Have you ever wondered what your local Starbucks coffee shop used to be? Or what would happen if your own building just disappeared? Where would all the memories go? Red Pitch is a tale whirring with energy that realistically bounces us through these thoughts, with themes of friendship, gentrification and ambition.
Somewhere in South London, near Camberwell, three teenage black boys religiously meet up on a slightly worn down, desolate football pitch: ‘the Red Pitch’. They train, laugh and chat about their families, lives, girls, Instagram and lifelong goals. Full of desire and life force, they dream of the day when they all ‘become’. The audience are immersively lodged into their wholesome, gritty lives, even, at moments, literally passing the ball back to them.
Enchantingly charismatic, Kedar Williams-Stirling grips us through the whole performance with his extraordinary stage presence, playing the personable and ambitious Bibal, whose teenage angst you sometimes feel has got the best of him. Francil Lovehall plays Omz, the caring but more complex of the three, and brings a perfect realism. Joey (Emeka Sesay), who ultimately becomes the mediator, acts as a perfect mold that holds the whole triad together. The boys bounce between banter and antagonism; and show three deep and complex childhood friendships: we see jealousy, love, resentment and laughter. It made me wonder if all these things, good and bad, are needed to have real, intimate friendships. This relationship alone brings the audience light chuckles and half smiles throughout, as their intimate rapport and camaraderie unravel.
This play is about entering adulthood, but also about a major social issue; the problem of gentrification. The estate the three have grown up in is being torn down, the local chicken shop, Morleys, is turning into a Costa, and families are having to leave for good. It made me think about the detrimental effects of our fast-paced, developing world; that we are demolishing historical aspects of neighborhoods, raising residential prices too high, and negatively impacting small businesses. But most importantly, this is affecting the youth. And at what real cost?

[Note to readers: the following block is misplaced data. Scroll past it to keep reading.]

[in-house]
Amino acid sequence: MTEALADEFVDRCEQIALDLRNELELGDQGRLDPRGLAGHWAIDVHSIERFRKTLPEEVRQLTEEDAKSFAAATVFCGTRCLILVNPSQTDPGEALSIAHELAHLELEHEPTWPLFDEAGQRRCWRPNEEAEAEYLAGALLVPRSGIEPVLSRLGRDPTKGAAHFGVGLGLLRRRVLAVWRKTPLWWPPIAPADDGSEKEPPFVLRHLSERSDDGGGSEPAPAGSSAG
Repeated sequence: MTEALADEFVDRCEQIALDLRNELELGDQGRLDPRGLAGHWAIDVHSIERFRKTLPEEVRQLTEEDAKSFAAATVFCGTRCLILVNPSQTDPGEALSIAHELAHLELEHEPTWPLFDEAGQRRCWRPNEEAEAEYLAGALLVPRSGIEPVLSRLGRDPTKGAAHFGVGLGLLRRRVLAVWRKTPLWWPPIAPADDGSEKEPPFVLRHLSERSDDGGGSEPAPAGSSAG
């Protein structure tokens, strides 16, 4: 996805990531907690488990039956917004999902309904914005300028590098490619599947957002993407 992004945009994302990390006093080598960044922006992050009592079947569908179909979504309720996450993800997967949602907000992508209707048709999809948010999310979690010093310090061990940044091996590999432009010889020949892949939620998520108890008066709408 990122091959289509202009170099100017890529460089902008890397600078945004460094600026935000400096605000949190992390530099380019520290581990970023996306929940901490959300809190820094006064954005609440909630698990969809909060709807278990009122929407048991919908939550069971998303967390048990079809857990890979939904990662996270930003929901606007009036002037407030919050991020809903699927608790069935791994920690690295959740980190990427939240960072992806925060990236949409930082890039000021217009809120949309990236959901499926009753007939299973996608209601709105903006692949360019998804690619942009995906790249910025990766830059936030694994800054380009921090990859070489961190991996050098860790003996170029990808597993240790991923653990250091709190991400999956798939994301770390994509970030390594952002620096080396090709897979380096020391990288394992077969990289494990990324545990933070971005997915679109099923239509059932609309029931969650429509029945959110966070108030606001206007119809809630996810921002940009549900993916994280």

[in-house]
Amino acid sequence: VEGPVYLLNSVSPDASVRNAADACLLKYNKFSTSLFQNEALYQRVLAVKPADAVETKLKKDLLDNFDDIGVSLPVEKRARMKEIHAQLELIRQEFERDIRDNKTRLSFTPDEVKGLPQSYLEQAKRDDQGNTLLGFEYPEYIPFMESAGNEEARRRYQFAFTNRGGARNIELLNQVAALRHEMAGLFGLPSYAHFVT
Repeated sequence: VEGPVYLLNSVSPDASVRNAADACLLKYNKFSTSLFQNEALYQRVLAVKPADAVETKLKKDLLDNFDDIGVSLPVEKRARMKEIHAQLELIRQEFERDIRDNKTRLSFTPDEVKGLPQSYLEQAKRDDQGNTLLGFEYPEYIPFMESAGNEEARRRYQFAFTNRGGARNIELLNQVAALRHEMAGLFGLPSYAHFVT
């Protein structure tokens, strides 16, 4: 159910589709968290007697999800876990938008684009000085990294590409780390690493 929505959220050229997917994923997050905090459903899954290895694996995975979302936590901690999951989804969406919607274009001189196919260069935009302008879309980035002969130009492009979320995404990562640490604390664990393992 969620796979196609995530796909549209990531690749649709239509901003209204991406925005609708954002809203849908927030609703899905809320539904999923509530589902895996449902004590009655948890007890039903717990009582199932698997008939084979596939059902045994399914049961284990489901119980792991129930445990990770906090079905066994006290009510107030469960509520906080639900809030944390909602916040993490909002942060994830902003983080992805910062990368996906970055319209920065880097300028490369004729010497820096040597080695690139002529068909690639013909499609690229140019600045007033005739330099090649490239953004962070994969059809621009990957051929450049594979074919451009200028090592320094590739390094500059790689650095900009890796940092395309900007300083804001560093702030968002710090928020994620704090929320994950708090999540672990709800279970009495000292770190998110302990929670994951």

Essentially, for Bibal, Omz and Joey their home and safe haven is being torn away from them: where do their memories go?
Set designer Amelia Jane Hankin convincingly throws us right into a real life pitch, with the performance staged in the round. This space is used effectively by movement director, Dickson Mbi, who brings an impressive moment of light relief half way through, when we see the three boys’ repartee breaking into a dynamic and lively dance sequence: I only wish we had seen more of this. There is also a tense and brash fight scene, orchestrated by fight director Kev McCurdy, that caused yelps across the audience.
Director Daniel Bailey’s production gives a glimpse into the lives of three ambitious, amiable characters. The wit is exciting and funny; the plot is rich and exciting, and it raises socio-economic issues without being dogmatic and preachy. Red Pitch advertises itself as a rite of passage and that’s exactly what it is, suggesting what will the future hold. See it.
Written by Tyrell Williams
Directed by Daniel Bailey
Produced by: Bush Theatre
Red Pitch plays at Bush Theatre until 26 March. Further information and bookings via the below button.